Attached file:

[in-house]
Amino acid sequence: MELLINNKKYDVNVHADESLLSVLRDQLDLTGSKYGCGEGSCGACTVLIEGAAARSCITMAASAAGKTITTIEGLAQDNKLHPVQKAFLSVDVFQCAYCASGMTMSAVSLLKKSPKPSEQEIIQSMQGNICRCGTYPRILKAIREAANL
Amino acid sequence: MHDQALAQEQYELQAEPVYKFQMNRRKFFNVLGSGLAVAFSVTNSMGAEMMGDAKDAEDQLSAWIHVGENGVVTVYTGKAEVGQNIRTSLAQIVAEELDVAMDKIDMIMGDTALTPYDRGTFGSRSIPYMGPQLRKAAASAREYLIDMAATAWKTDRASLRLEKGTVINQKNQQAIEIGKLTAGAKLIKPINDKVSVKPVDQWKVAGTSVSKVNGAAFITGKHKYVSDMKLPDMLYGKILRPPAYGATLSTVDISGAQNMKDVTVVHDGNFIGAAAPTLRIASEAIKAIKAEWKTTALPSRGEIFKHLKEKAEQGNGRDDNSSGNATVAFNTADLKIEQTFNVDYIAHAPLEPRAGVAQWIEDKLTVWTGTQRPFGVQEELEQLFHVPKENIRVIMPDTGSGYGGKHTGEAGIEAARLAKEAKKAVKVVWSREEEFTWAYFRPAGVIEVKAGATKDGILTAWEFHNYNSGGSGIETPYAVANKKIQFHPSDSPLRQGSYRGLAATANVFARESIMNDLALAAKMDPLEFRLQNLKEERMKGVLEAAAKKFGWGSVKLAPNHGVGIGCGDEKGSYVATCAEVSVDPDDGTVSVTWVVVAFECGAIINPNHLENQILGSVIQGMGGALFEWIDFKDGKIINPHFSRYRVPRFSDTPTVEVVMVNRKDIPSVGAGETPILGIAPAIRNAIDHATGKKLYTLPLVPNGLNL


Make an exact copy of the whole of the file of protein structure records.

[in-house]
Amino acid sequence: MELLINNKKYDVNVHADESLLSVLRDQLDLTGSKYGCGEGSCGACTVLIEGAAARSCITMAASAAGKTITTIEGLAQDNKLHPVQKAFLSVDVFQCAYCASGMTMSAVSLLKKSPKPSEQEIIQSMQGNICRCGTYPRILKAIREAANL
Amino acid sequence: MHDQALAQEQYELQAEPVYKFQMNRRKFFNVLGSGLAVAFSVTNSMGAEMMGDAKDAEDQLSAWIHVGENGVVTVYTGKAEVGQNIRTSLAQIVAEELDVAMDKIDMIMGDTALTPYDRGTFGSRSIPYMGPQLRKAAASAREYLIDMAATAWKTDRASLRLEKGTVINQKNQQAIEIGKLTAGAKLIKPINDKVSVKPVDQWKVAGTSVSKVNGAAFITGKHKYVSDMKLPDMLYGKILRPPAYGATLSTVDISGAQNMKDVTVVHDGNFIGAAAPTLRIASEAIKAIKAEWKTTALPSRGEIFKHLKEKAEQGNGRDDNSSGNATVAFNTADLKIEQTFNVDYIAHAPLEPRAGVAQWIEDKLTVWTGTQRPFGVQEELEQLFHVPKENIRVIMPDTGSGYGGKHTGEAGIEAARLAKEAKKAVKVVWSREEEFTWAYFRPAGVIEVKAGATKDGILTAWEFHNYNSGGSGIETPYAVANKKIQFHPSDSPLRQGSYRGLAATANVFARESIMNDLALAAKMDPLEFRLQNLKEERMKGVLEAAAKKFGWGSVKLAPNHGVGIGCGDEKGSYVATCAEVSVDPDDGTVSVTWVVVAFECGAIINPNHLENQILGSVIQGMGGALFEWIDFKDGKIINPHFSRYRVPRFSDTPTVEVVMVNRKDIPSVGAGETPILGIAPAIRNAIDHATGKKLYTLPLVPNGLNL